Carl Sagan’s Words Still Inspire: Amazing Art Based on “Pale Blue Dot”

The entire universe in blog form
Jan. 27 2013 8:00 AM

The Art of Our Pale Blue Dot

Gavin Aung Than's Zen Pencils comic
Panel from Gavin Aung Than's Zen Pencil's comic featuring Carl Sagan's "Reflections on a Mote of Dust".

Image credit: Gavin Aung Than

It is a wonderful thing that words written many years ago can inspire people today. When Carl Sagan wrote his essay “Reflections on a Mote of Dust” (commonly called “Pale Blue Dot”), he must have known how special it was. His words were inspired by a picture taken from a spacecraft 6 billion kilometers away, a probe commanded to turn around and look at our solar system from this great distance. It was so terribly remote at the time that our entire planet appears as a simple pale blue dot, a single pixel of color in a vast patch of darkness.

His essay is, in my opinion, one of the finest examples of writing in the English language. It’s no surprise that people find new ways to honor his words. My friend Gavin Aung Than draws Zen Pencils, where he takes words by scientists and other figures and draws an inspirational web comic based on them. He took my own essay “Welcome to Science” and made a phenomenal series of panels for it, and he recently did the same using Sagan’s words. It’s wonderful, and you may discover your room is very dusty as you read it.

Advertisement

Sagan has inspired artists in other ways too, of course. An animation was recently brought to my attention that uses Sagan’s own voice to breathe new life into this phenomenal tract:

How lovely! Hearing him read that essay chokes me up, still, every time. And this video is not the only one; here’s another favorite of mine, and this one, and this one as well. On the tenth anniversary of Sagan’s death, I was moved to write about his influence on me. It is no exaggeration to say that every word I am able to communicate to you had its way eased by Sagan’s pathbreaking.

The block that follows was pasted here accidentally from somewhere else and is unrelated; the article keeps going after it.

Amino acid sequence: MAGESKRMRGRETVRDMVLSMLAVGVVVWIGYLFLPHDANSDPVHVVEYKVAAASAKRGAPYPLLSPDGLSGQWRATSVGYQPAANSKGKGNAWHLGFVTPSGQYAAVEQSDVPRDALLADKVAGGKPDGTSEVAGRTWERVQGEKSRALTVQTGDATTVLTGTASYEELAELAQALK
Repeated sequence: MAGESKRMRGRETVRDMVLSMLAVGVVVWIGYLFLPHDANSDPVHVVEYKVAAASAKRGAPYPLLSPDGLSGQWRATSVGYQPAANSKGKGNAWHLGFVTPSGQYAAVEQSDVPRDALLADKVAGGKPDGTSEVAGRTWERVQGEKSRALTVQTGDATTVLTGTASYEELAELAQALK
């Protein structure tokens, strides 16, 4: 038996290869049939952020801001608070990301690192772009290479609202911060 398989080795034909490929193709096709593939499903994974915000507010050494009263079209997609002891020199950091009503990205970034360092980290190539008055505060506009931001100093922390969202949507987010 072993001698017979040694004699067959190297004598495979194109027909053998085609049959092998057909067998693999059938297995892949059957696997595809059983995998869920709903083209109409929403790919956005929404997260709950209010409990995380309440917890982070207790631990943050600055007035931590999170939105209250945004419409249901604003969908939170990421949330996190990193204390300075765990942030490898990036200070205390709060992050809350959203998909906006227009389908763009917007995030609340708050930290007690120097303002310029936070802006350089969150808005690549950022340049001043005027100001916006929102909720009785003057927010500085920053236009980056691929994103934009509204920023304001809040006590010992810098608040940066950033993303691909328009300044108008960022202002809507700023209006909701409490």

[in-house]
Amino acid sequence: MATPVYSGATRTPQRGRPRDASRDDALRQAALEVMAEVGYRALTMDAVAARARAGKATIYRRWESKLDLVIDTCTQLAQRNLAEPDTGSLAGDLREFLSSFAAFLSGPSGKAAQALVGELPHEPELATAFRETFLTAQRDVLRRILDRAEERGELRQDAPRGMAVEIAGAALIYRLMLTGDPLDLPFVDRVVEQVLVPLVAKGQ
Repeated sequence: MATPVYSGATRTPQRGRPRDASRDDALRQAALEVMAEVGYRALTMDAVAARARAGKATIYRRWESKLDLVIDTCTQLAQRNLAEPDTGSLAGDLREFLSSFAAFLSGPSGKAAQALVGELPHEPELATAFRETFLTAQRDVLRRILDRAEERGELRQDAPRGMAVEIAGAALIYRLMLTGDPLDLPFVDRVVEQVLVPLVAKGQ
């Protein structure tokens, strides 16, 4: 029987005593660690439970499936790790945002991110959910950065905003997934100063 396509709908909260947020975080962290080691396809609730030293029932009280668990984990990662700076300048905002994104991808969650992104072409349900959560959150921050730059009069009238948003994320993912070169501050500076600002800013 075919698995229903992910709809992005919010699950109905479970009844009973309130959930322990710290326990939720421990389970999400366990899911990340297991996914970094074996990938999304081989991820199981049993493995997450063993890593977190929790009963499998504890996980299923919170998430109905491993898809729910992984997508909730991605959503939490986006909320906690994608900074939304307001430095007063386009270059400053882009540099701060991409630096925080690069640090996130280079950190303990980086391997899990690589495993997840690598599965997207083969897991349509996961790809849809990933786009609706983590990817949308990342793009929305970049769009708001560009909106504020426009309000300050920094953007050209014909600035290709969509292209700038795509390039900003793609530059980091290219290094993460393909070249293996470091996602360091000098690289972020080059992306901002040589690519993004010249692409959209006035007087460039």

If you love space, if you crave to understand the Universe around you, take heed of Sagan’s words. Go out and make it known, because it is one of the best things we humans can do.

Phil Plait writes Slate’s Bad Astronomy blog and is an astronomer, public speaker, science evangelizer, and author of Death From the Skies!  

TODAY IN SLATE

History

The Self-Made Man

The story of America’s most pliable, pernicious, irrepressible myth.

Does Your Child Have Sluggish Cognitive Tempo? Or Is That Just a Disorder Made Up to Scare You?

Mitt Romney May Be Weighing a 2016 Run. That Would Be a Big Mistake.

Amazing Photos From Hong Kong’s Umbrella Revolution

Rehtaeh Parsons Was the Most Famous Victim in Canada. Now, Journalists Can’t Even Say Her Name.

Television

See Me

Transparent is the fall’s only great new show.

Doublex

Lena Dunham, the Book

More shtick than honesty in Not That Kind of Girl.

What a Juicy New Book About Diane Sawyer and Katie Couric Fails to Tell Us About the TV News Business

Rehtaeh Parsons Was the Most Famous Victim in Canada. Now, Journalists Can’t Even Say Her Name.

  News & Politics
Damned Spot
Sept. 30 2014 9:00 AM Now Stare. Don’t Stop. The perfect political wife’s loving gaze in campaign ads.
  Business
Moneybox
Sept. 30 2014 11:25 AM Naomi Klein Is Wrong Multinational corporations are doing more than governments to halt climate change.
  Life
Atlas Obscura
Sept. 30 2014 10:10 AM A Lovable Murderer and Heroic Villain: The Story of Australia's Most Iconic Outlaw
  Double X
Doublex
Sept. 29 2014 11:43 PM Lena Dunham, the Book More shtick than honesty in Not That Kind of Girl.
  Slate Plus
Behind the Scenes
Sept. 30 2014 10:59 AM “For People, Food Is Heaven” Boer Deng on the story behind her piece “How to Order Chinese Food.”
  Arts
Brow Beat
Sept. 30 2014 10:48 AM One of Last Year’s Best Animated Shorts Is Finally Online for Free
  Technology
Future Tense
Sept. 30 2014 7:36 AM Almost Humane What sci-fi can teach us about our treatment of prisoners of war.
  Health & Science
Bad Astronomy
Sept. 30 2014 7:30 AM What Lurks Beneath the Methane Lakes of Titan?
  Sports
Sports Nut
Sept. 28 2014 8:30 PM NFL Players Die Young. Or Maybe They Live Long Lives. Why it’s so hard to pin down the effects of football on players’ lives.